However, you should find that the amount of loft on a seven iron will more than
offset any amount of downward club movement. Never try to make the ball
airborne by swinging up at it. That is a major error known as “scooping.” Always
let the loft of the club face lift the ball, not the swing.
- Chipping Practice
The main difference between the objectives of short putting and chipping is that,
in chipping, it is more important that the ball stop near the hole, not necessarily
reach it. Of course, we’d love the ball to go in, but if it stops within two feet of the
cup we are happy, even if it is two feet short of the cup.
So, invent yourself a game or games that reward shots which are closest to the
hole, and don’t penalize shots too severely for being short.
Part 3: Pitching
Getting More Air
If chipping involves jumping, then pitching involves flying. To learn pitching, we
take a few more steps away from the hole.
As we move away from the hole, we find terrain that is more varied and less
predictable. Inevitably, we find tall grass called “rough,” pits of sand called
“bunkers,” and even lakes, ponds and streams called “water hazards.”
It is now time to strike the ball in such a way that it flies over these obstructions to
a safe landing on the green, where it can roll. But unlike chipping, the “pitch” shot
flies so high that it travels farther through the air than it does on the ground. Just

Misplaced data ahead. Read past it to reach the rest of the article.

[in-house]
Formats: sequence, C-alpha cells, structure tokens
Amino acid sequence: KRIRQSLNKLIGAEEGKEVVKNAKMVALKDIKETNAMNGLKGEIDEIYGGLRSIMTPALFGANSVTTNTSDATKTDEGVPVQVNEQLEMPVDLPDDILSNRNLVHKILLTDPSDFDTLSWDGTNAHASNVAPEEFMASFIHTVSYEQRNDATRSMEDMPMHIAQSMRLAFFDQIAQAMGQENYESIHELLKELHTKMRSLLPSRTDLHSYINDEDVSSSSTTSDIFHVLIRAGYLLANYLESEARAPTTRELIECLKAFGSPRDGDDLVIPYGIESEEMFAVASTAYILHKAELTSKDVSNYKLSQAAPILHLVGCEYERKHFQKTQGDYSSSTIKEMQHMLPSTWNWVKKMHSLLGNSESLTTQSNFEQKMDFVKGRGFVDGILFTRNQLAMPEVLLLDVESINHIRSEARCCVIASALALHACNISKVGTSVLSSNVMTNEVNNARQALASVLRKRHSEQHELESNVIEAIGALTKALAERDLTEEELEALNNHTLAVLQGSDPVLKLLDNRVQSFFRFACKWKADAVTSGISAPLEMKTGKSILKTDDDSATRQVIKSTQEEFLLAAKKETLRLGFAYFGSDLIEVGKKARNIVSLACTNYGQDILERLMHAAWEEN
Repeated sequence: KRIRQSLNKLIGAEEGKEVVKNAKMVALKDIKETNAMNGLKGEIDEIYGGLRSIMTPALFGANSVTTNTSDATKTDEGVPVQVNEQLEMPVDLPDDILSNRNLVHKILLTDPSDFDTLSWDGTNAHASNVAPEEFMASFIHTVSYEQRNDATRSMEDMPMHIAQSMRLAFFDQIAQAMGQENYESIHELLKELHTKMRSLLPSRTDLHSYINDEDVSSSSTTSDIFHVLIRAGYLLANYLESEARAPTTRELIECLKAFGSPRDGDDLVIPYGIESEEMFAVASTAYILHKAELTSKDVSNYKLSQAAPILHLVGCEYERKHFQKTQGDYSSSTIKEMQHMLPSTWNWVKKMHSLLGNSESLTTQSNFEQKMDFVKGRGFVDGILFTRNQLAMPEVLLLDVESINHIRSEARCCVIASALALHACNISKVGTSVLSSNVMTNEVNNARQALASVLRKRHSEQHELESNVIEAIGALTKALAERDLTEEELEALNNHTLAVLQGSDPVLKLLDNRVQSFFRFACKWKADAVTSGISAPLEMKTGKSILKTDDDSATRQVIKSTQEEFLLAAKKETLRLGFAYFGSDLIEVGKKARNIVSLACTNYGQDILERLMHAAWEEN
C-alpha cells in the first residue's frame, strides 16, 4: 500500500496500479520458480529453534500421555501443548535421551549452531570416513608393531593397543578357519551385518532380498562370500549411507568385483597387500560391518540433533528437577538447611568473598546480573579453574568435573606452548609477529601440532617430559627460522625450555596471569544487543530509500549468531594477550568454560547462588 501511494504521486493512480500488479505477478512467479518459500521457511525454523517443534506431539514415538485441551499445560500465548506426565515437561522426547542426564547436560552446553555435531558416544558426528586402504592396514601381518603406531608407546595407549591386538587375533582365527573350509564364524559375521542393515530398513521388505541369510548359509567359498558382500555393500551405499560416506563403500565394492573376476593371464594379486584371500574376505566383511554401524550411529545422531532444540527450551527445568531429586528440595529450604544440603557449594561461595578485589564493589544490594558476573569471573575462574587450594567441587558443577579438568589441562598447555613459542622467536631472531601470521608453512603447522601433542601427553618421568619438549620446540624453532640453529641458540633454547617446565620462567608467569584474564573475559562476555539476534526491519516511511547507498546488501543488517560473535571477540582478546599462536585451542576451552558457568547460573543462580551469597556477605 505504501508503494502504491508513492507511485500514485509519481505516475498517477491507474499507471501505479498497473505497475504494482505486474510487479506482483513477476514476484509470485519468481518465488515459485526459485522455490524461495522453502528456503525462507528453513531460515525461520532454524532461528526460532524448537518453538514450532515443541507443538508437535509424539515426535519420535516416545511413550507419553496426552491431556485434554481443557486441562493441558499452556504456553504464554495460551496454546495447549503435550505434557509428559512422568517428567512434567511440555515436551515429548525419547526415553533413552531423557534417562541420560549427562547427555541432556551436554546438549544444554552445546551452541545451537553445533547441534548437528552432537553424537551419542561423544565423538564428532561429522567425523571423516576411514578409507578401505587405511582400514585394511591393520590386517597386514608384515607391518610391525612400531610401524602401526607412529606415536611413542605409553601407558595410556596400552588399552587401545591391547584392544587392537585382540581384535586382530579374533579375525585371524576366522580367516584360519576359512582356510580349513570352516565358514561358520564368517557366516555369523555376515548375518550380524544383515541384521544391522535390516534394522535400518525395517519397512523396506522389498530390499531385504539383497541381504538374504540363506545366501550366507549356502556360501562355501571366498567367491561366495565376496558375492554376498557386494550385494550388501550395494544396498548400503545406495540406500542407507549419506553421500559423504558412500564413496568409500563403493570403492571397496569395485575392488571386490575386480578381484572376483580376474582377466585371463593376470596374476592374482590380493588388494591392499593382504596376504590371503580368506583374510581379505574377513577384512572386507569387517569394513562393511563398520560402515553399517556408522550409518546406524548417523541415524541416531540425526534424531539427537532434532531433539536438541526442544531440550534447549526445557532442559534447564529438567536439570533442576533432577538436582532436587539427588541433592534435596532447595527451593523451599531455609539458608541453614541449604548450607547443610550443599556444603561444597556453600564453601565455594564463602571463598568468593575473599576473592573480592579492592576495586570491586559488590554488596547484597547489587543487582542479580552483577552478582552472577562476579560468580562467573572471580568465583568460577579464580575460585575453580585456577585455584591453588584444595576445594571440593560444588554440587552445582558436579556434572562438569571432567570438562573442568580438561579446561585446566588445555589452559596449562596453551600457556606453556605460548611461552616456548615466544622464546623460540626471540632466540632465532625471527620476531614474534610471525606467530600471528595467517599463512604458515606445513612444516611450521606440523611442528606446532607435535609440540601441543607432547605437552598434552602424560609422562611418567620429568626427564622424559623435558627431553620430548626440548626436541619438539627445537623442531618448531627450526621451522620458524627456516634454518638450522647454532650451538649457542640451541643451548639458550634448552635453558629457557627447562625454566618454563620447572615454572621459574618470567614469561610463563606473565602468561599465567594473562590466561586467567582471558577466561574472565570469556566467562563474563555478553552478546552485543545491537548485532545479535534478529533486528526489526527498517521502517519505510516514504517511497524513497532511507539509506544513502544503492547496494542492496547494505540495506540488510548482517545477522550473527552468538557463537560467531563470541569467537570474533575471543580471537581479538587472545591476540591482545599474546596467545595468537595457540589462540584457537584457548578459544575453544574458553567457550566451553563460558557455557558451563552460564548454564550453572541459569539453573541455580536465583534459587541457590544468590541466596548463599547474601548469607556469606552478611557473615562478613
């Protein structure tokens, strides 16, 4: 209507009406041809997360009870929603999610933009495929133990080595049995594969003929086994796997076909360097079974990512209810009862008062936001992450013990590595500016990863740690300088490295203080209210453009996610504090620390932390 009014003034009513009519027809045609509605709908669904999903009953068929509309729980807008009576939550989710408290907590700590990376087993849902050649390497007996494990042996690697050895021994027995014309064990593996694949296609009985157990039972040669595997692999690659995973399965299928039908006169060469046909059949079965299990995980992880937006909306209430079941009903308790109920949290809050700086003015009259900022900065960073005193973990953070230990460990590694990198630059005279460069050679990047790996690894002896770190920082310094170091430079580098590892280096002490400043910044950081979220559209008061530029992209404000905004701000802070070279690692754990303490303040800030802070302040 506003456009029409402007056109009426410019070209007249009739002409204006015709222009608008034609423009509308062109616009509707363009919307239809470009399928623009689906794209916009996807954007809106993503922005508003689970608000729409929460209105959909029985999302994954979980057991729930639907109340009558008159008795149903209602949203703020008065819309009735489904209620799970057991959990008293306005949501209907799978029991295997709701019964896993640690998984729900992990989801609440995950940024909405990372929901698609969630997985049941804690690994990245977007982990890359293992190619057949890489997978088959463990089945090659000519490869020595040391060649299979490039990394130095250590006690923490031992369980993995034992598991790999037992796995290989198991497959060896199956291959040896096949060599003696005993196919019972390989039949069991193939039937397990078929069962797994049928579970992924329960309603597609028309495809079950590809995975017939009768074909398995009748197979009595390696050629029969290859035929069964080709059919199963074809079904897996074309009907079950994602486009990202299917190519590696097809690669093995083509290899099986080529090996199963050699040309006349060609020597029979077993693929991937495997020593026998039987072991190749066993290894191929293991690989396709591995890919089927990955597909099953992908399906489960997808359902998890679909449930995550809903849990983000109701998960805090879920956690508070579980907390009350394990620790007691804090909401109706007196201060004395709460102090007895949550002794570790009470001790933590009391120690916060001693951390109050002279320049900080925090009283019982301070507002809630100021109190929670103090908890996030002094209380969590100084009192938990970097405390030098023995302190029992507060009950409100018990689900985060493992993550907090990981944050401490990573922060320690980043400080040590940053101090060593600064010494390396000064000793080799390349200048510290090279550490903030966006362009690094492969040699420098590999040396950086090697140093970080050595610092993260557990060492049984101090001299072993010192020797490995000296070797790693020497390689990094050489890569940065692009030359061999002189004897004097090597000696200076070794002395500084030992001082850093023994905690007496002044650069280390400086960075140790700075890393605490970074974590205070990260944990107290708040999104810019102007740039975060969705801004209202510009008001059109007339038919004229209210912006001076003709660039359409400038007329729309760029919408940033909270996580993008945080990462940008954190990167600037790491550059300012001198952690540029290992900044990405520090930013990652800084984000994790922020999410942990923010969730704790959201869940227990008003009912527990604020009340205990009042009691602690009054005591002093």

like when we changed from a putter to a seven-iron to get more “loft” for
chipping, we will now gain even more loft by switching to the “sand wedge.”
- Pitching Mechanics
Because of the sharp loft of the sand wedge, it is critical to understand that, just
like chipping, we need not employ any lift in our swing. All we need to do is
strike the ball soundly on its lower half. The club head should be traveling on a
slightly descending path at the moment it strikes the ball. Again, let the
equipment get the ball in the air, not your swing path.
When we go from chipping to pitching we add two elements to our swing. The
first is hip rotation. The second is wrist hinging. Instead of keeping your lower
body still during a pitch shot, turn your hips toward the target as you strike the
ball. Also, hinge your wrists as you take the club back and release them on your
forward motion through the ball. However, if you release your wrists too early,
you have committed the aforementioned cardinal sin of scooping.
By turning your hips and flipping your wrists, you have executed miniature
versions of the basic power moves that one employs in a full swing.
You may start by placing the ball on top of the rough so there is some air below
it. You may even use a tee until you develop a more precise swing. Under these
enhanced conditions, you should quickly see that the club’s loft, combined with a
solid strike, will send the ball skyward. Just remember that, eventually, you need
to learn to hit it where it lies.
Start from about twenty yards off the green and propel the ball so that it flies all
the way to the green yet stops on it. Compete with yourself or a friend to make
the ball stop as closely to the hole as possible.
You will find that executing a high, soft pitch that magically comes to rest near
the hole is one of the most satisfying sensations in sports.
Part 4: Basic Bunker
Propelling the Ball Without Hitting It
The bad news when you have to play out of a bunker is that you are playing from
a “hazard.” That is, bunkers are parts of the golf course someone put there to
impede your progress toward the hole. The good news is that the technique of
hitting from a greenside bunker is one that requires less precision than most